If you would have any interest in going on this trip please let us know. Individual cost would be around $1500 and include travel, food and lodging. We need to raise some extra money to pay for materials.

 Above is a picture of the Citi Soley Church with Pastor Exil standing in front of it and the picture below is in the Simon/Pele Church with the new generator that we purchased.

Thursday, April 7, 2011

School in Simone/Pele

Here is a list of the projects that Aid In Action is doing on an ongoing basis.

We financially support Pastor Exil monthly--

financially support the children' program with teachers and food, about 75 kids in program--

purchased music instruments, speakers and key board for church--

and just started another children's program in Citi Soley with about 52 kids right now, this area is poorer than where Pastor Exil is now--

paid to rebuild Pastor Farem's home--

assisted in finishing Oriol and Ruth's home, Oriol is the leader for the children's programs and they just got married in February 2011--

and brought  medical supplies to Maranatha Children's Home and Brothers of Charity Hospital.

While the new school that the Japanese NGO built is a blessing to the community, it is rarely being used. Families do not have the money to pay for the children to go to school or for school supplies. We can help by paying the teachers and purchasing pencils, paper and supplies. We need 7 teachers and they will have a salary of $90/month. All the children in the community can go to the school for free and it is open to all of them. We expect that there will be around 300+ elementary age children at the school.

 Please consider supporting this program by monthly sponsoring a teacher or giving toward school supplies. As soon as we have enough commitments we will open the school for all the community. Basic education is a great way to help an under developed, struggling nation to improve its prospects.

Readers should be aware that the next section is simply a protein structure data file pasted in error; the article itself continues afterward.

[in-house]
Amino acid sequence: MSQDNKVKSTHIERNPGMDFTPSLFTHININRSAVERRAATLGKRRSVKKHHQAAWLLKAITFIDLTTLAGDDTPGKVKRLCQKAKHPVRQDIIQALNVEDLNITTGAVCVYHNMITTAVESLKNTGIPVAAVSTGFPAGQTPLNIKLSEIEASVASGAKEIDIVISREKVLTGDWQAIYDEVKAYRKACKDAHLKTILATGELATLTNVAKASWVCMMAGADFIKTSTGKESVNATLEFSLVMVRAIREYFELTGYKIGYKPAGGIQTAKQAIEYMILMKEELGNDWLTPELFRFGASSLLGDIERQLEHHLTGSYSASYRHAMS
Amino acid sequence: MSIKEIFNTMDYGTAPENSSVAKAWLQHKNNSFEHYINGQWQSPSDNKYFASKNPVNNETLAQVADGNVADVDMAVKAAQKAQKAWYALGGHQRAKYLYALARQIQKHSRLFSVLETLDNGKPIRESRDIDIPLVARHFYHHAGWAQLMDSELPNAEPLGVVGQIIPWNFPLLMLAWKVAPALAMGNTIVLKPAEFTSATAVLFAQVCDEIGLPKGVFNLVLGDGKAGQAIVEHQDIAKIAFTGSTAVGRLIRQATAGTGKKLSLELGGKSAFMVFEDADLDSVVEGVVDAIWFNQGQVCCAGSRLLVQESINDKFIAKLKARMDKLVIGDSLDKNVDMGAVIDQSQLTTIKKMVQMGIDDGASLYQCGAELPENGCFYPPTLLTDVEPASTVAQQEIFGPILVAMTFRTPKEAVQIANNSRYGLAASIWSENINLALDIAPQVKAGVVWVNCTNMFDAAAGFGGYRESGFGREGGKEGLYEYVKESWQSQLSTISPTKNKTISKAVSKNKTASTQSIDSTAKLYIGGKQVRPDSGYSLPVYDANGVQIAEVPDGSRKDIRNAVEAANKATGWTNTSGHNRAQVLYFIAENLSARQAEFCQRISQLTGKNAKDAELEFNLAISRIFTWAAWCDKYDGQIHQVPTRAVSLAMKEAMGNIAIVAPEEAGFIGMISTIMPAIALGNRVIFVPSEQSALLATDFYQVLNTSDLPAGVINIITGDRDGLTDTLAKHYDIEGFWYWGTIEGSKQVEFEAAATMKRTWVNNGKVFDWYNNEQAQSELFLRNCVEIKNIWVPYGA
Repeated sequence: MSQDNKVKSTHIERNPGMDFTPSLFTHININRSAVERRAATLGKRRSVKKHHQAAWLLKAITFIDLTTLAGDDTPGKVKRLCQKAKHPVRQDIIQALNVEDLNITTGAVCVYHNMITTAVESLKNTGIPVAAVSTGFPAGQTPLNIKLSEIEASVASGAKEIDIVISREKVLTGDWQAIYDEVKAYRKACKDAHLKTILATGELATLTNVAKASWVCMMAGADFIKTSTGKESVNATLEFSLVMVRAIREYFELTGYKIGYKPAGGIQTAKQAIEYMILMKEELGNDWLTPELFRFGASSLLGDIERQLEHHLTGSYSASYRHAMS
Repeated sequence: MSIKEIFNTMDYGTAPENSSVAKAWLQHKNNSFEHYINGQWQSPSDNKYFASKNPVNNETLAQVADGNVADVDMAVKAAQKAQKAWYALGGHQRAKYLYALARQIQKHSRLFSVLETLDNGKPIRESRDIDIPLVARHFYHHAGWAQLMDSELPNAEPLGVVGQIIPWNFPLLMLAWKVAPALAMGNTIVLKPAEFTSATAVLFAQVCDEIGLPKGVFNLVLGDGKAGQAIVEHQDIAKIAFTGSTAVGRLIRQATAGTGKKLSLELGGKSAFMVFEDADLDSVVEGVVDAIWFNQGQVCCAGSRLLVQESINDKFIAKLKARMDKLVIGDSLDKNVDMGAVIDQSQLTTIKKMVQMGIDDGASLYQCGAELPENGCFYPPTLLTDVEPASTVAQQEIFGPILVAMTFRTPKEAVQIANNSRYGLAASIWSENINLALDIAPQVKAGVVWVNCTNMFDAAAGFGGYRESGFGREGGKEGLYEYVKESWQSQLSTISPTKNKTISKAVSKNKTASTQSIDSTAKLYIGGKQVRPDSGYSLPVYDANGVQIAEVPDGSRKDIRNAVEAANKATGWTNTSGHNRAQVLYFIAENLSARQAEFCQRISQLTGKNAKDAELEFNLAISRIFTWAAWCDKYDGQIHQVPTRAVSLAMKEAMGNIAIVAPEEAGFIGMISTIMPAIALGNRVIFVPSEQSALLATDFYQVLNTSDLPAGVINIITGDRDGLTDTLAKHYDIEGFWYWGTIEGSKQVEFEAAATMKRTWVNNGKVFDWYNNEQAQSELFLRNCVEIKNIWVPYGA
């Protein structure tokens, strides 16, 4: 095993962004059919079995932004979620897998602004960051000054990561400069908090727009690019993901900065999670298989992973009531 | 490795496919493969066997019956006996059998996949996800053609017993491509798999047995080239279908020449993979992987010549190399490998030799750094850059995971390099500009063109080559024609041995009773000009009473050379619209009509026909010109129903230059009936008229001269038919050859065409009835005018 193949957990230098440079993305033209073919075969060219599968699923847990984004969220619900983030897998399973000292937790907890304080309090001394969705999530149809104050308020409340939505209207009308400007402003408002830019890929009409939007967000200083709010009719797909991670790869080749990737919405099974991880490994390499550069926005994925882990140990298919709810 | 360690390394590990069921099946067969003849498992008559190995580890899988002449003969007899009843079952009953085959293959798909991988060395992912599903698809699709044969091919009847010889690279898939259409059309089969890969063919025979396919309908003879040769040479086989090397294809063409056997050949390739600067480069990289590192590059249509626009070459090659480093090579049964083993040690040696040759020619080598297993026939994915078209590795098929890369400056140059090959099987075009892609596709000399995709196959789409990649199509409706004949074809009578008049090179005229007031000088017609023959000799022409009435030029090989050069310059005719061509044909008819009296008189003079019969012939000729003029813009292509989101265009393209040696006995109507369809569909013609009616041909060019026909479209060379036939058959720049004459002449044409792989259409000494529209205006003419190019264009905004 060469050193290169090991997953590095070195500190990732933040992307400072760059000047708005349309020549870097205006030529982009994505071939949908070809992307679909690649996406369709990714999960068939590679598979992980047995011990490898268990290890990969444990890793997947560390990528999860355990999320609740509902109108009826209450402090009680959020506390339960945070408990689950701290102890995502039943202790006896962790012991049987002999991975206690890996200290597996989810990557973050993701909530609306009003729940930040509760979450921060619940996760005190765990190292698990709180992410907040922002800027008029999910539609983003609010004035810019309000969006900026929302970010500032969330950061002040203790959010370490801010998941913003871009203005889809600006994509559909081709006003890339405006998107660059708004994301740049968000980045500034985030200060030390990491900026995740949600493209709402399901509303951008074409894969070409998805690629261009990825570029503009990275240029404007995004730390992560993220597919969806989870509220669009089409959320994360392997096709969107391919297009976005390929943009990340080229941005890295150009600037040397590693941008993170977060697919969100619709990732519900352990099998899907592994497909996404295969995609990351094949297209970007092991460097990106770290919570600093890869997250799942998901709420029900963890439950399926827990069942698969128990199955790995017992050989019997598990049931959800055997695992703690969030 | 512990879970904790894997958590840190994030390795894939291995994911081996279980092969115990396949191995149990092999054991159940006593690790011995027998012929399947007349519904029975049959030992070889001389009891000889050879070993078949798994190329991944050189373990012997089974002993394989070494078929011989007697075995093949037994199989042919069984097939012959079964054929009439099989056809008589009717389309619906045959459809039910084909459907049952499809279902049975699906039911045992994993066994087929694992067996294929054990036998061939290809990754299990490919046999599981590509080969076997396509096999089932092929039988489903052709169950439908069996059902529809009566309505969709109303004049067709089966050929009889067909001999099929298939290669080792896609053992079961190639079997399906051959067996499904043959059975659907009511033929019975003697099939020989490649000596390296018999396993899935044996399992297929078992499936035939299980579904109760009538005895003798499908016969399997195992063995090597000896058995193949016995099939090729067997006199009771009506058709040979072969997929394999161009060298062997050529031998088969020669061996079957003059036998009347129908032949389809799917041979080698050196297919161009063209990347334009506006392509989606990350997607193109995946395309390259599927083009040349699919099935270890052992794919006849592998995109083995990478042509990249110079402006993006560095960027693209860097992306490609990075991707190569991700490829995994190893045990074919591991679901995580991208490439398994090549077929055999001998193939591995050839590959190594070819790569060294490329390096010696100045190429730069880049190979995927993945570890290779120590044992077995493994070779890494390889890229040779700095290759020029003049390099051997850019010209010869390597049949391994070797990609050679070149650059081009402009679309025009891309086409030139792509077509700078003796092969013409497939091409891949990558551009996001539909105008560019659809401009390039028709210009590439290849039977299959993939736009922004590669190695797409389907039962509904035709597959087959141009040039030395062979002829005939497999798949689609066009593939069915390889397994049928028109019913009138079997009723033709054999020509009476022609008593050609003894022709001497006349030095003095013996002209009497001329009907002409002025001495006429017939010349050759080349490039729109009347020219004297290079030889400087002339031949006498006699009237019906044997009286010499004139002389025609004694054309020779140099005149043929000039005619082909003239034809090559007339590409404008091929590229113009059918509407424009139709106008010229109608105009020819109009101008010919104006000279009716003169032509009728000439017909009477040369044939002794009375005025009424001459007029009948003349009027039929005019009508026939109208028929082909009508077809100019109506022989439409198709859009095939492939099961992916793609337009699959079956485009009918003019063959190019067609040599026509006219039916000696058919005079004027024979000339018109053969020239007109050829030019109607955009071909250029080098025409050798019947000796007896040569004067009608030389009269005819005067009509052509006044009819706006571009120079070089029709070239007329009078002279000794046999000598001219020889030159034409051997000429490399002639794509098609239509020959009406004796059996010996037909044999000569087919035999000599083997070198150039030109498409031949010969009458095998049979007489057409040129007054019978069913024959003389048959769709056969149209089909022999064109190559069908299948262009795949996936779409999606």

Also consider supporting the Brothers of Charity Hospital in Simon/Pele by being a supporter of Lisa's marathon fundraiser.

April update

We are beginning to see some progress in housing in Haiti since I was there in January as more homes are being built outside the city and people are leaving the tent cities to live out there. Although there are many still living in the tent cities there is a great deal of plots of land being sold or given to families if they would move out of the tents.
 We got to be a small part of the rebuilding in March when a team of 5 went down from Colorado and built Pastor Exil's home. He now has the nicest home in the community. His home was part church, school and their personal home too and it collapsed in the earthquake. We finally got the lot cleared of the rubble this last January and built a kit home from an organization that provides work for the Haitians at their factory in Port Au Prince. The house cost less than $5000 to build with the additional concrete work needed and paint.
Jack and Sarah cleaning up the lot.

Sarah attracting lots of friends.

The lady in the middle was one of our patients and came by to see us.
She had a severely broken ankle that required surgery and pins.

Pastor Exil always had a great big smile on his face.

The roof trusses going up.
This is Kenny, Pastor Exil's father. He is 78 and had to have
a part in the construction. He climbed around the roof
like a youngster.

There was always a group of onlookers.

Inside the new church, doing our Saturday kids program.
The benches we built in July 2010. 
Each week the kids get a meal before they leave, in many cases
it is the best meal all week.
This is what the finished house could look like when it is
View of neighborhood from Pastor's new house.

 In February a Japanese non-governmental organization (NGO) was able to negotiate with the land owner that the tarp covered church sits on and was able to put up a more permanent structure with plywood walls and tin roof. They also built a 4 room school near the church with school desks and black boards. We had tried to get the landowner to let us do something more permanent than tarps, but they would not let us.

We are so grateful for all of you that helped make this reality for Pastor, thank you so very much. Also thanks to Jack and Sarah Krider, Steve Wilcox and Eli Willcox for coming down and sharing their lives on this trip.